Beyond the windows of my study/greenhouse, the temperature is still in deficit mode and falling.
Another skiff of snow arrived overnight—the dry, fat, fluffy kind I have no trouble ignoring. It will either blow away, or it will not. It doesn’t need my help deciding. Here, as elsewhere, we’re on the January/February cusp. For all practical purposes, that means gardening season is still a few months off.
By “gardening season”, I don’t mean the get-out-there-and-shove-seeds-into-the-dirt season; I mean the plan-for-perfection-but-prepare-for-disappointment season.
The seeds for a fresh batch of indoor herbs have already been deployed. Grow lights are at the ready. Last year’s containers have been duly sterilized (most of them, anyway). Mental maps, calendars and paper grids occupy my daydreams. But it’s still winter, dammit. In Australia, I’d be harvesting like a Tasmanian devil. Here, I can do little but fidget and wait.
I’ve thumbed through the partial packets of leftover seed from last year. I’ve checked expiry dates, and tossed out radishes, Sweet Williams, sweet alyssum, arugula, and scarlet runners I can’t be bothered with this year. In a burst of manic energy while avoiding various in-laws over the holidays, I even immersed myself in hours of YouTube vids on everything from how to cure blossom end rot, to how to maintain a giant tub of fat and sassy red wigglers in the basement.
I’ve come to embrace many online gurus as personal friends, making largely uneducated guesses about which ones I should heed religiously, and which ones are full of worm castings. I’ve debated long and hard about whether to order an All New Square Foot Gardening guide from Mother Earth News, or from my reliable old pals at the Old Farmer’s Almanac.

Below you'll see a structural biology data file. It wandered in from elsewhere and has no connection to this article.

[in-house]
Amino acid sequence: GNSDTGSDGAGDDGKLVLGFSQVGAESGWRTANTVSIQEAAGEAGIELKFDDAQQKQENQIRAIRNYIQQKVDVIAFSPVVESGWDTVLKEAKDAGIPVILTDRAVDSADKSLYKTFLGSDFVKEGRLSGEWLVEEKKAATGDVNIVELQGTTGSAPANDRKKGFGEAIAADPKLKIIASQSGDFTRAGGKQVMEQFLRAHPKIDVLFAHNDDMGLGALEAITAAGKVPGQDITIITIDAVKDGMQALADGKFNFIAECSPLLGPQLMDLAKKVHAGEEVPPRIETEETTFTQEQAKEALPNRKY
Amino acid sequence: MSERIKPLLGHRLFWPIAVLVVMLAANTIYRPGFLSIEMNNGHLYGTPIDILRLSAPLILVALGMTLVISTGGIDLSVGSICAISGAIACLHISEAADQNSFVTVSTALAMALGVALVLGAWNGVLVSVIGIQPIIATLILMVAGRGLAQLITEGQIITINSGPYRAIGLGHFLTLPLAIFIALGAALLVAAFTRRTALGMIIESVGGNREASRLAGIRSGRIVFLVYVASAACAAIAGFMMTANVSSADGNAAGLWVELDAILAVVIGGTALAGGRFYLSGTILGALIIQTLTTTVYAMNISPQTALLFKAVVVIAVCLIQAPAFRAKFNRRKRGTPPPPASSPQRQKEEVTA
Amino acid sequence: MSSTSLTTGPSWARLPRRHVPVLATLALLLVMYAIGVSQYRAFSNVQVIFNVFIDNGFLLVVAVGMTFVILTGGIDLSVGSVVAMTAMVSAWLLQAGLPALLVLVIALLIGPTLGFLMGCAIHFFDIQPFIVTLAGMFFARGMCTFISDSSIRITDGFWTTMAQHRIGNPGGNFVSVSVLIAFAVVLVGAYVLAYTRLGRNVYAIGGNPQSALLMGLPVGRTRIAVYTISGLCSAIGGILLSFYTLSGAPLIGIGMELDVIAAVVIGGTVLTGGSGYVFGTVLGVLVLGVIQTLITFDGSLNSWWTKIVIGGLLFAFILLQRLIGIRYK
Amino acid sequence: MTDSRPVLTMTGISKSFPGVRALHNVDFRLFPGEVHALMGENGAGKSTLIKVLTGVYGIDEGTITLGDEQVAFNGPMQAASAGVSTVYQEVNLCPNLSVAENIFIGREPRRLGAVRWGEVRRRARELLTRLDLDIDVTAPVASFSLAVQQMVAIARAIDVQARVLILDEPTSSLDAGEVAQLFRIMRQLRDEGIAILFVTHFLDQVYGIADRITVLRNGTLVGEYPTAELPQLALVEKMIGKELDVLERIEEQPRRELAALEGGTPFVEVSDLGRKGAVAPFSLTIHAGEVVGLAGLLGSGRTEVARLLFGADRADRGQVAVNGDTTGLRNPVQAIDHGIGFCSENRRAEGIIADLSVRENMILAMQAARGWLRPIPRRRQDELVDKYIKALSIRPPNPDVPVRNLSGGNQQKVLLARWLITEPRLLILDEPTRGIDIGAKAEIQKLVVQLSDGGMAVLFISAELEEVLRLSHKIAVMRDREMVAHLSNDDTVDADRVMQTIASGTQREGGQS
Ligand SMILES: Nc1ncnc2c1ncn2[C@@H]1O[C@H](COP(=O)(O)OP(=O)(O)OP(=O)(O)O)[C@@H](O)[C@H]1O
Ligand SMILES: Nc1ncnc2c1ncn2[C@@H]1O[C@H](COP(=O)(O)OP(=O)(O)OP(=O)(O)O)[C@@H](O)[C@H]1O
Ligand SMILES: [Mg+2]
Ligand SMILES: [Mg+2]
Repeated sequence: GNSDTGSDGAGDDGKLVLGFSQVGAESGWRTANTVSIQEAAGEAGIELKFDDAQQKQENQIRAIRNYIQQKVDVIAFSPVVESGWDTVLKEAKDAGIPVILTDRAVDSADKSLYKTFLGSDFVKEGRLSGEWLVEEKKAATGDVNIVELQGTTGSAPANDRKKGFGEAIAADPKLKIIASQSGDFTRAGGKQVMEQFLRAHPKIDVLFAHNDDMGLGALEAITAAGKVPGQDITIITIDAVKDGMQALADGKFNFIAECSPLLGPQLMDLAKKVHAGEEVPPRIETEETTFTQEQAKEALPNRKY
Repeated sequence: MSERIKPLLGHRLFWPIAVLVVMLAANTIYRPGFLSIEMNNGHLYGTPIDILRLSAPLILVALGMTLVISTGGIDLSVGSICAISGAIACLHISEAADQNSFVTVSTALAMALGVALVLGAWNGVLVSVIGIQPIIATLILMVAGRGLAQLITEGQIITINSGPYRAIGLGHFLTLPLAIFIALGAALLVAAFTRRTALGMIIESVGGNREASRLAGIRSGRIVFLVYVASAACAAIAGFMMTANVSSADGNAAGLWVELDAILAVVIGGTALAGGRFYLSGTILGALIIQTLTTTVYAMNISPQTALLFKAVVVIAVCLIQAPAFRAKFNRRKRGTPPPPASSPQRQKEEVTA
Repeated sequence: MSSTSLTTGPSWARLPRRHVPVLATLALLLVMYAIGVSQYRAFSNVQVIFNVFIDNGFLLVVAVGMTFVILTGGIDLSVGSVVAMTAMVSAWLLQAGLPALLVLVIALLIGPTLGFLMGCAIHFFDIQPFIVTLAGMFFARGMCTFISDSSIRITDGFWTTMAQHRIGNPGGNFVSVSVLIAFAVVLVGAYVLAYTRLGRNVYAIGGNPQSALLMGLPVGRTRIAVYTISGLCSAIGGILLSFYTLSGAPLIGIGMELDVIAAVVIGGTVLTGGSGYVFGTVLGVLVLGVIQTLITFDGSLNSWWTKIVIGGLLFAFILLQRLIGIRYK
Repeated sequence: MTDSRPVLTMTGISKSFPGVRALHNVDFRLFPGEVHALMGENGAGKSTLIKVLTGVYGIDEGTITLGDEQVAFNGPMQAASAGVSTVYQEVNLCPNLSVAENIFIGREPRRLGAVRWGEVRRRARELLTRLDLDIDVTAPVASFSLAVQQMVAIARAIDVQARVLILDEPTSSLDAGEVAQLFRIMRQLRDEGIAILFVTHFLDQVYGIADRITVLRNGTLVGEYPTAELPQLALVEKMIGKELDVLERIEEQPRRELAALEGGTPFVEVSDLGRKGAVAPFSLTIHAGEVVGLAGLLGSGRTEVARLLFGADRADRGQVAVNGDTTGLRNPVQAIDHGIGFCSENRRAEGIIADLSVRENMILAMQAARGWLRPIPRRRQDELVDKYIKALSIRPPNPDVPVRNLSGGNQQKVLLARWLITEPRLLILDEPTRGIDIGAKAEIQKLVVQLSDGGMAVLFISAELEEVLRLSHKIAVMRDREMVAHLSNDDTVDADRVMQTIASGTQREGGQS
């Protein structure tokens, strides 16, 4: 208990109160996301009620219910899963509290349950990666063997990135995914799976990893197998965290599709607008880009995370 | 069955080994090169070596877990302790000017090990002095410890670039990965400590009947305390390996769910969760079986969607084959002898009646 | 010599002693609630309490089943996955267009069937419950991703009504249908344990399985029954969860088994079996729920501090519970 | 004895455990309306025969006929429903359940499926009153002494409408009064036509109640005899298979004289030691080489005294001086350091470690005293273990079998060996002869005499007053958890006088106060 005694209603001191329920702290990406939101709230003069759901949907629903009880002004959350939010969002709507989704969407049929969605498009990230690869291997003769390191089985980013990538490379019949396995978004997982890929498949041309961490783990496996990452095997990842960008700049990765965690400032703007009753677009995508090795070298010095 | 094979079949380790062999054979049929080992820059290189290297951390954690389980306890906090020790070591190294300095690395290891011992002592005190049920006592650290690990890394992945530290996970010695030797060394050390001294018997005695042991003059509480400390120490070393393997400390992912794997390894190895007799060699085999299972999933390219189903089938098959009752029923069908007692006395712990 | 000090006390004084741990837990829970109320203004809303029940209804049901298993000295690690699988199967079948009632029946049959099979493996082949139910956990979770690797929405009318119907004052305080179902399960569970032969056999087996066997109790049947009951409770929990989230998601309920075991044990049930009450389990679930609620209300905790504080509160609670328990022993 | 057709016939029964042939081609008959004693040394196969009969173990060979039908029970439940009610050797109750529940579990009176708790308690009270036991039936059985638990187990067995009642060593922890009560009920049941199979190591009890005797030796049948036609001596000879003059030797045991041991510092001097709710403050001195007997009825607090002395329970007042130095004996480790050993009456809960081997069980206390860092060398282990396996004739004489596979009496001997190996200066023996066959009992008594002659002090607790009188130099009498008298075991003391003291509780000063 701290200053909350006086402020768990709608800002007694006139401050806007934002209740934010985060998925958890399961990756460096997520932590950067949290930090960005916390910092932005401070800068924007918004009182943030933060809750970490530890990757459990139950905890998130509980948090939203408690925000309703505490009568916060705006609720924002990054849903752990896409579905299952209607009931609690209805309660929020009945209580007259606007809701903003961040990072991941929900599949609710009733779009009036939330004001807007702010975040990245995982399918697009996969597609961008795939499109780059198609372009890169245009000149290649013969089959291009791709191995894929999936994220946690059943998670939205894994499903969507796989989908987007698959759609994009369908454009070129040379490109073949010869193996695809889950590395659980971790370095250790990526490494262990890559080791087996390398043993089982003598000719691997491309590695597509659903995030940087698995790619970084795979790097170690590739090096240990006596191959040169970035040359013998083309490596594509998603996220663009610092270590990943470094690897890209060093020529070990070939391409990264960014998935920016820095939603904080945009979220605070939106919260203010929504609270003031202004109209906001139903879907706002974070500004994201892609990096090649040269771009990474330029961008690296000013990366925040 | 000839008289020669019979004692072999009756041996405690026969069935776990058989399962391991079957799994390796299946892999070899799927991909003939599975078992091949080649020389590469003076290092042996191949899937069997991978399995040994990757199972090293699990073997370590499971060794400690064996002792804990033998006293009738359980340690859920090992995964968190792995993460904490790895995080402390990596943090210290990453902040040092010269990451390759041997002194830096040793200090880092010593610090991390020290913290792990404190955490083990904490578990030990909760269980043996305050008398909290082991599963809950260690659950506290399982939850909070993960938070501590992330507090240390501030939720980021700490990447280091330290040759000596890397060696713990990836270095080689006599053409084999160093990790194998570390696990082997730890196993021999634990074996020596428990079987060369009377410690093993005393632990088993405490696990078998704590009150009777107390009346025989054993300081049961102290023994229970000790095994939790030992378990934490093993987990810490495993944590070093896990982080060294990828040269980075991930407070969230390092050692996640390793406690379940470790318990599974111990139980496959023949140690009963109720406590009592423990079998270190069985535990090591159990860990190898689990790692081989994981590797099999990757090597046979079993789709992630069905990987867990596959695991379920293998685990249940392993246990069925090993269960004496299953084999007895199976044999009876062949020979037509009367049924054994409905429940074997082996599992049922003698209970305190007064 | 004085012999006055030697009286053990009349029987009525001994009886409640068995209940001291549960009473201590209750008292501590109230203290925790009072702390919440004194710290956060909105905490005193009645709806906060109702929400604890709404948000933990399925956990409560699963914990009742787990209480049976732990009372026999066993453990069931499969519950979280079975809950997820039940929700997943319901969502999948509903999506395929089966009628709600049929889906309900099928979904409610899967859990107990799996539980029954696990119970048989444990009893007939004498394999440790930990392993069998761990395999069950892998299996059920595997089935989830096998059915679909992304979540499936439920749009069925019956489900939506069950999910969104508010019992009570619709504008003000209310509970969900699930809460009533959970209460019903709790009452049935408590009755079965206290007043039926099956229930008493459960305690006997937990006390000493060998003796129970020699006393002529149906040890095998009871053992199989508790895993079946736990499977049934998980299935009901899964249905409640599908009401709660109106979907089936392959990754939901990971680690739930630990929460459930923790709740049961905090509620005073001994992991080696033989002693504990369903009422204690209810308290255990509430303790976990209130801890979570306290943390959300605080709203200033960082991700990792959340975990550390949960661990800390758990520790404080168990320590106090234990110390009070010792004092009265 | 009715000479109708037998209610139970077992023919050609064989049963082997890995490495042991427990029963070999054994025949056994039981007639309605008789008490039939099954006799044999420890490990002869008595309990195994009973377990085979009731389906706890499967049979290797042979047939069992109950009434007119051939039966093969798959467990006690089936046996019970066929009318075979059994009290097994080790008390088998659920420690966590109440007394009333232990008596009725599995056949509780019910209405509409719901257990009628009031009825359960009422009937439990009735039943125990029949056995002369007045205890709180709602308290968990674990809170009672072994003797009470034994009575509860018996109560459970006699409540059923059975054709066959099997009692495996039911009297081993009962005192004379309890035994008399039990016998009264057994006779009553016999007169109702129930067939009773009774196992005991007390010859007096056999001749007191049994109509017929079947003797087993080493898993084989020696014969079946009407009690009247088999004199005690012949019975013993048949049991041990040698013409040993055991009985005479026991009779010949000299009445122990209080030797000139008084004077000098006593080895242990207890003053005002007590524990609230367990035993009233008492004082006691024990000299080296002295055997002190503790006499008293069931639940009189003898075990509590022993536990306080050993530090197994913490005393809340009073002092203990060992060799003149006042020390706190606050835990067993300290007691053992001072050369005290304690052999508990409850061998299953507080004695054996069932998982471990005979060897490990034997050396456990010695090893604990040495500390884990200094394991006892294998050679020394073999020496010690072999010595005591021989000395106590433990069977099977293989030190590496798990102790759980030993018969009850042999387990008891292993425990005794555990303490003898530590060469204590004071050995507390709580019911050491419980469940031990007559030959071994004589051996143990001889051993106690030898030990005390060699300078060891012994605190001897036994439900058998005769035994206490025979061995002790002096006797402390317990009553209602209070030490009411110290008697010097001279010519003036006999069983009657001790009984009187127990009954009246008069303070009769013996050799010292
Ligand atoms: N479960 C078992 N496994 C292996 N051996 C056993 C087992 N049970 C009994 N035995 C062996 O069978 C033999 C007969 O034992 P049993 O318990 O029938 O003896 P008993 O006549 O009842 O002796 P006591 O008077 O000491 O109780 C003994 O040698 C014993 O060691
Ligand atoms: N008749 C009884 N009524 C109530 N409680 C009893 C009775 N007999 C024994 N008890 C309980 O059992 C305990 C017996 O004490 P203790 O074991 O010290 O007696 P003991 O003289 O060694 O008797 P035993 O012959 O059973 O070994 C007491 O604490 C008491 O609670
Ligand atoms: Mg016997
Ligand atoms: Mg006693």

Truth be told, I owe the Almanac folks a huge debt for the decades’ worth of free advice they’ve given me about how to predict weather trends according to the plumage of fuzzy caterpillars and the like.
I faithfully save every email they send each week, with tips on everything from when to divide and transplant bunching onions, to how to can salmon without risking a sudden and embarrassing death. Someday, I may even open and read those emails.
Every now and then though, a fella hankers to try something new. If only there were an all-Canadian magazine that could explain everything from how to brine a suckling pig, to how to fertilize your hubbard squash.
We could call it Aerosmith, or Harrowsmith, or something. And store the back issues beside the Whole Earth Catalog, a shelf above the Maurice Grenville Kains classic, Five Acres and Independence, and all 14 volumes of the iconic Foxfire books.
Just planting a seed for thought here, folks.
Ken spends the winter months dreaming of the garden and studying up on spring tasks